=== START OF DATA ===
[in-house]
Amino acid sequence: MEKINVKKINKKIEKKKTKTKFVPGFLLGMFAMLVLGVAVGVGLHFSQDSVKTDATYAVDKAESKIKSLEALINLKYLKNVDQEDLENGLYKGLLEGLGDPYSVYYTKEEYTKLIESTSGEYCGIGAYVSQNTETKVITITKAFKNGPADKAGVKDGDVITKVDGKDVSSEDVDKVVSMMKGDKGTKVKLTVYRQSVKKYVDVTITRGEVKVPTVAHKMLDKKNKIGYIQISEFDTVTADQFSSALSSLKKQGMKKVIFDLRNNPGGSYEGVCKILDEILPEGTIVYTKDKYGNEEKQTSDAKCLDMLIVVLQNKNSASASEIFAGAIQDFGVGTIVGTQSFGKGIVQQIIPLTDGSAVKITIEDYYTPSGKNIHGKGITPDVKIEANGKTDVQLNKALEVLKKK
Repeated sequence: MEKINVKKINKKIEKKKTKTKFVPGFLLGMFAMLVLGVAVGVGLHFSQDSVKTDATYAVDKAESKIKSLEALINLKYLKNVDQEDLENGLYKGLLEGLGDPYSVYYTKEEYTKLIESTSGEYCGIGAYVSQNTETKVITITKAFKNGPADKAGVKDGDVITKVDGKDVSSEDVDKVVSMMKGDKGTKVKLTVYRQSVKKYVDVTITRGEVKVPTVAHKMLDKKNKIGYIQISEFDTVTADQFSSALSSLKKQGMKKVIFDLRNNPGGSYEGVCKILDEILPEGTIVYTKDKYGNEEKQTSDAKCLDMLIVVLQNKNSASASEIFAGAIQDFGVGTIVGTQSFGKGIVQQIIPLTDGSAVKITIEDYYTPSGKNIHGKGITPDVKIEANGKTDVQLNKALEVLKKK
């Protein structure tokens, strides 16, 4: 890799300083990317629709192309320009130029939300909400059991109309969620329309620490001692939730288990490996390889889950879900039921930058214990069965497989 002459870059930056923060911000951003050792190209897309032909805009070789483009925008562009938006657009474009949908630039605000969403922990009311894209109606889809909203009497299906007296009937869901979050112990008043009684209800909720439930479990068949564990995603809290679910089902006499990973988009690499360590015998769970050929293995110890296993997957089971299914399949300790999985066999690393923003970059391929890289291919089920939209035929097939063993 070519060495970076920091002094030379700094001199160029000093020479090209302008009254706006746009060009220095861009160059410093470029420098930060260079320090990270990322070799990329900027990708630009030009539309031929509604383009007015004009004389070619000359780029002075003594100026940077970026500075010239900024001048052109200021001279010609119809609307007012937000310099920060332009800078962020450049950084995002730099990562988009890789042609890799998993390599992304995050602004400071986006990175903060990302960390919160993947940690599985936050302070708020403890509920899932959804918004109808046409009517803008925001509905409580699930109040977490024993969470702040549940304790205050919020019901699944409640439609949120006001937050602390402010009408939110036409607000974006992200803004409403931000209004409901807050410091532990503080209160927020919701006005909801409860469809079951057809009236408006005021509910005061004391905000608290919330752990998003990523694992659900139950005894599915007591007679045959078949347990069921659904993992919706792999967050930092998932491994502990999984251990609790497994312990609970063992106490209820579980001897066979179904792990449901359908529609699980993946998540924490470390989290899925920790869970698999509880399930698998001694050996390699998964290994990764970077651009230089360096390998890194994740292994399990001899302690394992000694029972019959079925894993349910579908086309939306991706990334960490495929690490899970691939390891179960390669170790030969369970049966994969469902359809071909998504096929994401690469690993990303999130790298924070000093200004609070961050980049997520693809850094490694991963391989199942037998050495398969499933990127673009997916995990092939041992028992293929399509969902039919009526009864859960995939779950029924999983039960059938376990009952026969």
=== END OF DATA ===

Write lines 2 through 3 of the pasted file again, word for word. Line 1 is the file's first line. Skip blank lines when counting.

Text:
Amino acid sequence: MEKINVKKINKKIEKKKTKTKFVPGFLLGMFAMLVLGVAVGVGLHFSQDSVKTDATYAVDKAESKIKSLEALINLKYLKNVDQEDLENGLYKGLLEGLGDPYSVYYTKEEYTKLIESTSGEYCGIGAYVSQNTETKVITITKAFKNGPADKAGVKDGDVITKVDGKDVSSEDVDKVVSMMKGDKGTKVKLTVYRQSVKKYVDVTITRGEVKVPTVAHKMLDKKNKIGYIQISEFDTVTADQFSSALSSLKKQGMKKVIFDLRNNPGGSYEGVCKILDEILPEGTIVYTKDKYGNEEKQTSDAKCLDMLIVVLQNKNSASASEIFAGAIQDFGVGTIVGTQSFGKGIVQQIIPLTDGSAVKITIEDYYTPSGKNIHGKGITPDVKIEANGKTDVQLNKALEVLKKK
Repeated sequence: MEKINVKKINKKIEKKKTKTKFVPGFLLGMFAMLVLGVAVGVGLHFSQDSVKTDATYAVDKAESKIKSLEALINLKYLKNVDQEDLENGLYKGLLEGLGDPYSVYYTKEEYTKLIESTSGEYCGIGAYVSQNTETKVITITKAFKNGPADKAGVKDGDVITKVDGKDVSSEDVDKVVSMMKGDKGTKVKLTVYRQSVKKYVDVTITRGEVKVPTVAHKMLDKKNKIGYIQISEFDTVTADQFSSALSSLKKQGMKKVIFDLRNNPGGSYEGVCKILDEILPEGTIVYTKDKYGNEEKQTSDAKCLDMLIVVLQNKNSASASEIFAGAIQDFGVGTIVGTQSFGKGIVQQIIPLTDGSAVKITIEDYYTPSGKNIHGKGITPDVKIEANGKTDVQLNKALEVLKKK